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Title: Jadro  
Author: World Heritage Encyclopedia
Language: English
Subject: Cathedral of Saint Domnius, Split, Croatia, Museum of Croatian Archaeological Monuments, Mosor, Split Gates
Collection: Rivers of Croatia
Publisher: World Heritage Encyclopedia


Jadro in Solin.

The Jadro River is a watercourse in Dalmatia, Croatia that discharges to the Adriatic Sea. The upper reaches of the Jadro River as well as its source are protected as an ichthyological nature reserve, partly due to the presence of an endemic species of soft-mouthed trout.[1] The headwaters of the Jadro River were the original water supply for the ancient city comprised by Diocletian's Palace (now an area within the present day city of Split).[2] Contemporary studies indicate favourable water quality levels of the river near the headwaters at Jadro Spring.[3]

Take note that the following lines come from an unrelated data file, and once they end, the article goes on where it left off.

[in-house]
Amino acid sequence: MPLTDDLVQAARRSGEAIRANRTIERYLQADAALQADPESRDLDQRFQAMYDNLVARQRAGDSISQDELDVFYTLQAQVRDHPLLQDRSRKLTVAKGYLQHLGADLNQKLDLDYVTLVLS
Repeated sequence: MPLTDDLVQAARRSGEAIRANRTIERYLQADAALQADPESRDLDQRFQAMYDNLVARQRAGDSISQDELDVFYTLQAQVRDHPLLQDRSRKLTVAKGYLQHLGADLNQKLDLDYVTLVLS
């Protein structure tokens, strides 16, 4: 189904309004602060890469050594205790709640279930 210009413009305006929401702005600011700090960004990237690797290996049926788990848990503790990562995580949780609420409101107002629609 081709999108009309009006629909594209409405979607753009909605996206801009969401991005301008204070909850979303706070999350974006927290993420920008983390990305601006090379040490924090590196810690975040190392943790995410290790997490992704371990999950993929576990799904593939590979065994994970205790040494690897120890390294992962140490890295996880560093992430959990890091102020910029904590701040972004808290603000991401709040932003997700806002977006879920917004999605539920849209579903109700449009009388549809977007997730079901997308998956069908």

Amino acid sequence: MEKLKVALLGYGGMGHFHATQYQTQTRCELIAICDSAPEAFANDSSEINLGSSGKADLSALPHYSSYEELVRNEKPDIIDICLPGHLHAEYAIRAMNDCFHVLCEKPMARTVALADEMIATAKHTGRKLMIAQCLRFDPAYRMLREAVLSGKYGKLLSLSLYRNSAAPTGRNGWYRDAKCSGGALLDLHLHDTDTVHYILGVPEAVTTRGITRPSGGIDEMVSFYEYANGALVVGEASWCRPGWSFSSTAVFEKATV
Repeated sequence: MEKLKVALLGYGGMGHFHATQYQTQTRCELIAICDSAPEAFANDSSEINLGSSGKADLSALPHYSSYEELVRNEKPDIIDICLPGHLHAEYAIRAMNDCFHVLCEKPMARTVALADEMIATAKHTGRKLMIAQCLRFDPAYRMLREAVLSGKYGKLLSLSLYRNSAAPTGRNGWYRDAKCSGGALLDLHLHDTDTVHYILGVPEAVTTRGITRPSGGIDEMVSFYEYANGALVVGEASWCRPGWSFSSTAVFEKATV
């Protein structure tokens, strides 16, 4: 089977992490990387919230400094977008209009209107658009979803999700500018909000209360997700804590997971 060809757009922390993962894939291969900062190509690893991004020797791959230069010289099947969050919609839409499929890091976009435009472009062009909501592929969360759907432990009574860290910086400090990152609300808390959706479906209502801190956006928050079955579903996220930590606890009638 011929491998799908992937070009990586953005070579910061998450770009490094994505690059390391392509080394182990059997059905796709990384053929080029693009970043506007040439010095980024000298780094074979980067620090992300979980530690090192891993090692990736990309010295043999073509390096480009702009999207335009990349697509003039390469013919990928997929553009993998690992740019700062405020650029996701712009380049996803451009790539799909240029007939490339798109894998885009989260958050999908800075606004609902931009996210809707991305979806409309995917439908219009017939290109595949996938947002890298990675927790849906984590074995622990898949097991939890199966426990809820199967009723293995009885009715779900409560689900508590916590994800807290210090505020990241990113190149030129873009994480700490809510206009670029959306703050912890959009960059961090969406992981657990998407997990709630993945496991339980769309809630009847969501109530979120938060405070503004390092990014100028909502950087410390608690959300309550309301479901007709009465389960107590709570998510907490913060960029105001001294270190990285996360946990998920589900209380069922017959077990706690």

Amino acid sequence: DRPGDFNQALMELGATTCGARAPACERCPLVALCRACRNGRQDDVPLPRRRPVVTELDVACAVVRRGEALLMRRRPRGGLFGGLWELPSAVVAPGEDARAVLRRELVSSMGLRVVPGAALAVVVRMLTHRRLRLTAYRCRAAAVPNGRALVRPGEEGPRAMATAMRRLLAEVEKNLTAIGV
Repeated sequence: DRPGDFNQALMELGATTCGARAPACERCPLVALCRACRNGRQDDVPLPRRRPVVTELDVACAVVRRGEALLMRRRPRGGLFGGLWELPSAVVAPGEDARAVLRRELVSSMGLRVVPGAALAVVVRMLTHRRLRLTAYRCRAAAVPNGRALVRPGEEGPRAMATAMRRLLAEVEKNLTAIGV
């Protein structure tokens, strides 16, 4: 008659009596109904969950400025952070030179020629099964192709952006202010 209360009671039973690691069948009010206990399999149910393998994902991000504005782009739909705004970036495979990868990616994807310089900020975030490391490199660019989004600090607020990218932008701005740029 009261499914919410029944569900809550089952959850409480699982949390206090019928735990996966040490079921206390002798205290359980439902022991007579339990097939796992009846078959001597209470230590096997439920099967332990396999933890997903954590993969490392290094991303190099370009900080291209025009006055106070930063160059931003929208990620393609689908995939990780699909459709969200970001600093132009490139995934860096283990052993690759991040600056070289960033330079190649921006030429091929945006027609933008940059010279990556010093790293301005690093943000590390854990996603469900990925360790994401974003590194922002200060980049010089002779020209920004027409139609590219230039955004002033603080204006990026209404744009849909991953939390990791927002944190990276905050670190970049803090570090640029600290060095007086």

The Jadro flows through the town of Solin and has a length of approximately four kilometres' moreover, the river provides water to the cities of Split, Kaštela and Trogir. People from Solin also call it Solinska rika.

Salmo obtusirostris salonitana is an endemic trout species living in this river, which is currently endangered by the rainbow trout.

See also


  1. ^ Jadro River, Dalmatia
  2. ^ C.Michael Hogan, "Diocletian's Palace", The Megalithic Portal, A. Burnham ed, Oct 6, 2007
  3. ^ , Springer Netherlands, ISSN 0167-6369 (Print) 1573-2959 (Online), Volume 123, Numbers 1-3 / December, 2006The Pollution Load by Nitrogen and Phosphorus In the Jadro RiverNives Štambuk-Giljanović,

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